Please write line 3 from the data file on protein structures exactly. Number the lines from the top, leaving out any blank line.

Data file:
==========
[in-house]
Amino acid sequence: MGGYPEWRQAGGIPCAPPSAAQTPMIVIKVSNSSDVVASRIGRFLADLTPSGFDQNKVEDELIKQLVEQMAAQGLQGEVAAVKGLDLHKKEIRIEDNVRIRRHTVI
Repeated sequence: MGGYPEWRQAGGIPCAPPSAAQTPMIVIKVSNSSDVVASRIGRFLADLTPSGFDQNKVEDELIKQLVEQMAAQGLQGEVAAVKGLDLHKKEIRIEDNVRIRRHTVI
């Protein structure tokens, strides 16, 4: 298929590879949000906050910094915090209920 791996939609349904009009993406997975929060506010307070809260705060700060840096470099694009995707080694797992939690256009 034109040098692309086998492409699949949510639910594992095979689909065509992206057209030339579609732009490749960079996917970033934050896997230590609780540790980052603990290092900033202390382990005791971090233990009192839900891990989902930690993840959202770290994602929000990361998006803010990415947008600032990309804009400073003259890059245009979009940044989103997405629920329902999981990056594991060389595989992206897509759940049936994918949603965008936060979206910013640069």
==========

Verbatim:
Repeated sequence: MGGYPEWRQAGGIPCAPPSAAQTPMIVIKVSNSSDVVASRIGRFLADLTPSGFDQNKVEDELIKQLVEQMAAQGLQGEVAAVKGLDLHKKEIRIEDNVRIRRHTVI